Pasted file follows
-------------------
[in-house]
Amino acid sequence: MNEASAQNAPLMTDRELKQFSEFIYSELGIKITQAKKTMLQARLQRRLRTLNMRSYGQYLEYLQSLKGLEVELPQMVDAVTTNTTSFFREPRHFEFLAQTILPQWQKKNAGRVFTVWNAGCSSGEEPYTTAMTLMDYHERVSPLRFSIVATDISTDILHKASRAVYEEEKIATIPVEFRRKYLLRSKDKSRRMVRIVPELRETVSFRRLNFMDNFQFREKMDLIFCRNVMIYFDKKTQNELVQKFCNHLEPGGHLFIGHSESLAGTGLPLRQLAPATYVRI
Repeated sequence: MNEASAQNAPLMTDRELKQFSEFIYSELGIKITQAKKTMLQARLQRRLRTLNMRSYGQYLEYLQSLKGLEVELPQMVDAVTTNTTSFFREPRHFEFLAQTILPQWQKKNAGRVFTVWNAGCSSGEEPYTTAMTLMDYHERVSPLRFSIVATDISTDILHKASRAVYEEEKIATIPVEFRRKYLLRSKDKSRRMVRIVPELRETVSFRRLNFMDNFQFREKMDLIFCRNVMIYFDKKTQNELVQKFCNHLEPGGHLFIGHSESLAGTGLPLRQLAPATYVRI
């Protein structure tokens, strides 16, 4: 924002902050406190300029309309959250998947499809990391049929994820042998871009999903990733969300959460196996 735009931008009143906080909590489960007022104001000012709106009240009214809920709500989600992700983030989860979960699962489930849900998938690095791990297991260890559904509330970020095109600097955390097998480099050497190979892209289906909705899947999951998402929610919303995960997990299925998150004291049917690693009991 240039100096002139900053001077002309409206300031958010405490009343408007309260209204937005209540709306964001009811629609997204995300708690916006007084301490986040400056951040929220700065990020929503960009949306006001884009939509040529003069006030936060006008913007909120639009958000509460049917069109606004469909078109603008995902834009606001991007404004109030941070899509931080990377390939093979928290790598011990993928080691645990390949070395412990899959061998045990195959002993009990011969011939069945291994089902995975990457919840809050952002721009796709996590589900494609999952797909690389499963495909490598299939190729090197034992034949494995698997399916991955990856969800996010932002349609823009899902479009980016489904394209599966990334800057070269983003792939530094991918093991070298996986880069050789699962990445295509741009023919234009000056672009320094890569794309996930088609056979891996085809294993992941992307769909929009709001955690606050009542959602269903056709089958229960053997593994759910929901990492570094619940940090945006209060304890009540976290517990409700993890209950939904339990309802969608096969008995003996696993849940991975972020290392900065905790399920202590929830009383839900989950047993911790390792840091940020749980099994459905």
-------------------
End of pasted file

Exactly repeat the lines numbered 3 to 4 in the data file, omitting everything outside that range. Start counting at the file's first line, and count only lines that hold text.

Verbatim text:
Repeated sequence: MNEASAQNAPLMTDRELKQFSEFIYSELGIKITQAKKTMLQARLQRRLRTLNMRSYGQYLEYLQSLKGLEVELPQMVDAVTTNTTSFFREPRHFEFLAQTILPQWQKKNAGRVFTVWNAGCSSGEEPYTTAMTLMDYHERVSPLRFSIVATDISTDILHKASRAVYEEEKIATIPVEFRRKYLLRSKDKSRRMVRIVPELRETVSFRRLNFMDNFQFREKMDLIFCRNVMIYFDKKTQNELVQKFCNHLEPGGHLFIGHSESLAGTGLPLRQLAPATYVRI
């Protein structure tokens, strides 16, 4: 924002902050406190300029309309959250998947499809990391049929994820042998871009999903990733969300959460196996 735009931008009143906080909590489960007022104001000012709106009240009214809920709500989600992700983030989860979960699962489930849900998938690095791990297991260890559904509330970020095109600097955390097998480099050497190979892209289906909705899947999951998402929610919303995960997990299925998150004291049917690693009991 240039100096002139900053001077002309409206300031958010405490009343408007309260209204937005209540709306964001009811629609997204995300708690916006007084301490986040400056951040929220700065990020929503960009949306006001884009939509040529003069006030936060006008913007909120639009958000509460049917069109606004469909078109603008995902834009606001991007404004109030941070899509931080990377390939093979928290790598011990993928080691645990390949070395412990899959061998045990195959002993009990011969011939069945291994089902995975990457919840809050952002721009796709996590589900494609999952797909690389499963495909490598299939190729090197034992034949494995698997399916991955990856969800996010932002349609823009899902479009980016489904394209599966990334800057070269983003792939530094991918093991070298996986880069050789699962990445295509741009023919234009000056672009320094890569794309996930088609056979891996085809294993992941992307769909929009709001955690606050009542959602269903056709089958229960053997593994759910929901990492570094619940940090945006209060304890009540976290517990409700993890209950939904339990309802969608096969008995003996696993849940991975972020290392900065905790399920202590929830009383839900989950047993911790390792840091940020749980099994459905």